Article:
Todays daily prompt asks for my latest lie.
Well that I cannot give,
in case it is discovered!
But it does spark the memory,
of my biggest lie.
A lie which haunts me still.
Many years ago I was nursing.
On the ward was an elderly gentleman called “Jack”,
who stole all our hearts.
On admission he was a sprightly man,
who from the beginning had a bold streak.
There was a twinkle in his eye,
and he was a real charmer.
Every nurse who looked after him,
was charmed by him.
“Where would I be without you?”,
he would say,
or “You’re somethin else nurse,
don’t tell the rest of dem, but you’re me favourite!”.
In no time at all,
without needing to be told,
he knew it was he who was indeed our favourite.
Sadly he was a very sick gentleman,
and after surgery,
everything seemed to go wrong.
Nothing phased him however,
and every day he greeted us all,
with a big smile.
He became a long stay patient,
and the longer we knew him,
and watched his courage and stoicism,
in the face of never ending complications,
the more we grew to love him.
It was not uncommon for us,
to call into him last thing at night,
to say “Goodnight”.
Or to go to his bed first in the morning,
to say “Good morning”.
Throughout all this time,
his elderly wife was a constant by his side.
They had no family,
and had spent a lifetime together.
She would fluff his pillows,
and read to him,
as he would say to her,
“Have ye no home to go to woman?”.
Each day she would arrive early,
and not leave until very late.
Visiting hours did not apply to her,
as we looked the other way.
Just like her husband,
she too had become a favourite of ours.
One night I was nurse in charge.
I was only young at the time,
and had recently lost my Dad.
Jack was in great form,
although I could see,
he had weakened in the week I was off duty.
As I was doing my round,
settling everyone for the night,
I passed his bed.
His wife was saying the Rosary,
as she did each night.
Ignoring her prayers,
on seeing me he put out his arms and shouted,
“Ah me oul flower, you’re back”.
I too ignored his praying wife,
and went to him for a hug.
She smiled and stopped her prayers,
also offering me a hug of condolence.
There was a terrible storm forecast that night,
the rain was bucketing down,
and the wind was picking up,
I suggested to his wife,
that she might leave a bit early,
as it was to get worse.
She agreed, kissed and hugged Jack goodnight,
and off she went.
That was the last time she saw him alive.
At approximately 4am I passed Jack.
He was awake, and comfortable,
but said he could not sleep.
I offered him a cup of tea,
he refused and cheekily suggested a whiskey!
I held his hand for a bit,
and we chatted,
then I had to move on.
Shortly afterwards his wife rang.
She couldn’t sleep she said.
I reassured her that Jack was awake but comfortable.
A short time later,
I was in a room at the far end of the ward,
when Jack came to my mind.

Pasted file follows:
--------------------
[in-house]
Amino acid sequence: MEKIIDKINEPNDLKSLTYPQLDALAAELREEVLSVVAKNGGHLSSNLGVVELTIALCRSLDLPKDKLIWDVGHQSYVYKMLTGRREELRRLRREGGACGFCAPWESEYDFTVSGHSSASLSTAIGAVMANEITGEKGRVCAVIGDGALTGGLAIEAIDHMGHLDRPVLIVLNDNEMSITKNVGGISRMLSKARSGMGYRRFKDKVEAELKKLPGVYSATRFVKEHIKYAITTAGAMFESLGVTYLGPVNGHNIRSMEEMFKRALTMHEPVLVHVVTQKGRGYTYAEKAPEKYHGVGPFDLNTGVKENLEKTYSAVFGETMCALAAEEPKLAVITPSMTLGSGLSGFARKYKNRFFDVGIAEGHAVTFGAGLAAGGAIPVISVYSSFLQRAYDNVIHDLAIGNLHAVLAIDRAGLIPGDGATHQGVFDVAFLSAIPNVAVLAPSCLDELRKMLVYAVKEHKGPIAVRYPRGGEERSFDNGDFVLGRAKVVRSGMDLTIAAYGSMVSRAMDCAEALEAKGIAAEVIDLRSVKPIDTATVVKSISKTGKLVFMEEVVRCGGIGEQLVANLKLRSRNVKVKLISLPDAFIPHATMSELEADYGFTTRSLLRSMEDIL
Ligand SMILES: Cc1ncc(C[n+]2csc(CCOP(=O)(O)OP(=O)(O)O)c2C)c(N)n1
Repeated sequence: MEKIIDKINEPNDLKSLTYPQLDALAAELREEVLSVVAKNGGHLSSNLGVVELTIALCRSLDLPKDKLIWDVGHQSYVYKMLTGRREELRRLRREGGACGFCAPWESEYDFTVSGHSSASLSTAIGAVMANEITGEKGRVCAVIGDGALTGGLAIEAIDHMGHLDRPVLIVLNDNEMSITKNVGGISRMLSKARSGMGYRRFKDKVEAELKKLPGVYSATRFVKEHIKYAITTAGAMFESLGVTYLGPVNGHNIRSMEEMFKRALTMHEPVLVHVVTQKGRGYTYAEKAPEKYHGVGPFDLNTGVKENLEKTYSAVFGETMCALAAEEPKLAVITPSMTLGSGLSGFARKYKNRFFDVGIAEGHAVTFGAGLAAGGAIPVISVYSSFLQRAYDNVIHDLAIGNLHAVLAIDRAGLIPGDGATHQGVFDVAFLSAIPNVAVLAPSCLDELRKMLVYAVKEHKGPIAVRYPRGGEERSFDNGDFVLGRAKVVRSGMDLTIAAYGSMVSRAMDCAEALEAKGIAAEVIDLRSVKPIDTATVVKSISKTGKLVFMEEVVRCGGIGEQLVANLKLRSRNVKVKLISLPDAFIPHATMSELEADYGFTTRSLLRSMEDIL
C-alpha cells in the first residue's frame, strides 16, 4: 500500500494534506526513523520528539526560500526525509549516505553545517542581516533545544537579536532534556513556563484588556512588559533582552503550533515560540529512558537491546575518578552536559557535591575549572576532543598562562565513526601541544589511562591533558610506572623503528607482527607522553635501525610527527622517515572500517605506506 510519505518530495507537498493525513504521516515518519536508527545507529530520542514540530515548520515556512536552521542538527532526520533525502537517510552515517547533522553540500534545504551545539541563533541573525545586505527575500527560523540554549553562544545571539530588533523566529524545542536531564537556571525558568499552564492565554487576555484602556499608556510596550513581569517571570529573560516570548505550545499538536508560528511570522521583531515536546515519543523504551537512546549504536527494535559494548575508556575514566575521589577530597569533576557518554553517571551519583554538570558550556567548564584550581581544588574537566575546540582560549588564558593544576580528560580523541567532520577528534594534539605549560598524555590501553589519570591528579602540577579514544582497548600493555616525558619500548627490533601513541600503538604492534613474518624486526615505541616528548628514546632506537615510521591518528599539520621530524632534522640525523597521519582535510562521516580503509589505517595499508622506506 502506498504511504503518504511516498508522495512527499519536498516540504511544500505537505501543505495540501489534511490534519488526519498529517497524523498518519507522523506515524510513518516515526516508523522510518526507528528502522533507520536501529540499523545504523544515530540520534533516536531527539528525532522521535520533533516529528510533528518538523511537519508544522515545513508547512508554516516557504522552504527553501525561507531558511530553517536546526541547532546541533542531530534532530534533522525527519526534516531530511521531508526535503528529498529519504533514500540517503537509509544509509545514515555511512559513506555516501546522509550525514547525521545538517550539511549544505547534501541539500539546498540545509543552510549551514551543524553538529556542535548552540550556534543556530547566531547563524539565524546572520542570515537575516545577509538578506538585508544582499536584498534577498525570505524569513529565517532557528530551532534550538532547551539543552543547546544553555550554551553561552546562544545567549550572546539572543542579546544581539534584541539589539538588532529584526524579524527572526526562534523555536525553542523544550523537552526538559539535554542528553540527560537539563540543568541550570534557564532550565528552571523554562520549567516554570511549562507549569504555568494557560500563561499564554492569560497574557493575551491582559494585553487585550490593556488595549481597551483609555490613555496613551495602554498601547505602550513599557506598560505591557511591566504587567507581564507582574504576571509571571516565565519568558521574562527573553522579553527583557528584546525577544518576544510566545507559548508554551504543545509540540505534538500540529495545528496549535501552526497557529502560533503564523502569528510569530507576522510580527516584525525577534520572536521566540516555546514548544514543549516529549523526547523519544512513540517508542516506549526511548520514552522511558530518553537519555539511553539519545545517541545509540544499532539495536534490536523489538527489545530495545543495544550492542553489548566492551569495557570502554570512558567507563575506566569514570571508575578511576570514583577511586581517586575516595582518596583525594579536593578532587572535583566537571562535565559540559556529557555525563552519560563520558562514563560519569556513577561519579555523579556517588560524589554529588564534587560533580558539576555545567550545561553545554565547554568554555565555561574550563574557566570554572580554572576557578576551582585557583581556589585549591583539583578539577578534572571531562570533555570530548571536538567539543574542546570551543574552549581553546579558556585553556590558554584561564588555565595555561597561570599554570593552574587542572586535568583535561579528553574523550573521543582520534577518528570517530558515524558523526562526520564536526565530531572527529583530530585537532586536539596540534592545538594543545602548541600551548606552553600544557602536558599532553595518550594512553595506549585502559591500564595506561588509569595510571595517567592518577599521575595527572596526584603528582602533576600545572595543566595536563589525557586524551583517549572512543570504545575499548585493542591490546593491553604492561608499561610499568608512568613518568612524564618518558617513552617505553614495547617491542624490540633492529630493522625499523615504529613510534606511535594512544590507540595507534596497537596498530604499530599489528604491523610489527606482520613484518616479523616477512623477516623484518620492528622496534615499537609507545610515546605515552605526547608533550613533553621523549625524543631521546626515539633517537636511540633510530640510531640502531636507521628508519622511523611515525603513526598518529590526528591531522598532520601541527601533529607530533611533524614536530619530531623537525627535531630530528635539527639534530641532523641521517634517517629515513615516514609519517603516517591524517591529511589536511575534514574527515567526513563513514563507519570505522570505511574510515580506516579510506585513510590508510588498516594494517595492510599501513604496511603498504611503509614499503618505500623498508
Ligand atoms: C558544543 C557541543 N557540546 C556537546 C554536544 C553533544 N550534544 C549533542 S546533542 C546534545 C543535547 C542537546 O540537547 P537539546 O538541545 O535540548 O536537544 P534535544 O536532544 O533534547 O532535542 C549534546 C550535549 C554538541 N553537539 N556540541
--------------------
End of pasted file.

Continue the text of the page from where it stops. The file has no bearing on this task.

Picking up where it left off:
I went back to check him,
to see had he managed to get to sleep.
As I approached his bed I knew,
without touching him,
he was gone.
My heart raced in my chest,
and tears quickly filled my eyes,
as I felt for a pulse.
Due to the level of his illness,
there was no question of resuscitation.
As I stood there disbelief gave way to reality.
He was gone.
Our Jack had died alone.
I quickly called one of the other nurses,
who rang for the doctor on call.
While she was gone I stayed with my old pal,
and said my goodbyes.
The doctor on call was a friend of mine,
and came quickly to confirm the obvious.
The sister in charge of the hospital arrived.
I asked her what to do about Jacks wife.
It was about 5am and the storm was raging.
Just then the phone rang.
“Hows my Jack?” I heard his wife say.
I couldn’t believe it.
How could I tell her?
How could I tell her he had died?
How could I tell her that no one had been with him?
Without a thought for the rights and wrongs of it,
I told her we were just about to ring her,
that Jack had disimproved,
He was unconscious.
Naturally she was upset.
She said she knew all night something was up,
as she had been unable to sleep.
She would be in as soon as possible.
Waiting for her to arrive was horrendous.
The ward was busy,
but my heart was breaking.
Eventually I could hear the lift coming.
I went to greet her.
She looked old,
and smaller than when I had last seen her.
My Doctor friend was with me,
and the hospital sister.
As soon as his wife saw me she knew.
She began to cry.
“Jack, Jack, my lovely Jack”.
She hurried to his room,
as we all followed behind,
and threw herself on him sobbing,
“Why didn’t you wait?”
It tore me apart listening to her.
There is something particularly heartbreaking,
about watching an elderly person,
say goodbye to their lifetime partner.
After a time she stopped and looked at me.
She was furious.
Why had I not phoned her?
How could I not have seen he was so sick?
Why did I insist she went home early?
In between her angry accusations,
she would quieten and look at “her” Jack.
She would lovingly rub his cheek,
hold his hand and stroke his hair.
Eventually it was time for her to leave.
The hospital sister took her away,
As she left she turned to me and said,
“I’ll never, ever forgive you”.
A few weeks later she returned to the ward.
She thanked all the nurses,
and left a card and chocolates.
As she saw me walking up the ward,
she came up to me,
looked me in the face,
and said “I will never forgive you”.
I never saw her again,
and she never did discover,
that I had lied to her.
As I remember that night,
I still think I did the right thing.
But it was the biggest lie I ever told,
and it haunts me still.
This was written in response to Daily prompt. Pants on fire.
What was the last lie you told? Why did you tell it?
This is a true story but Jack is a fictional name.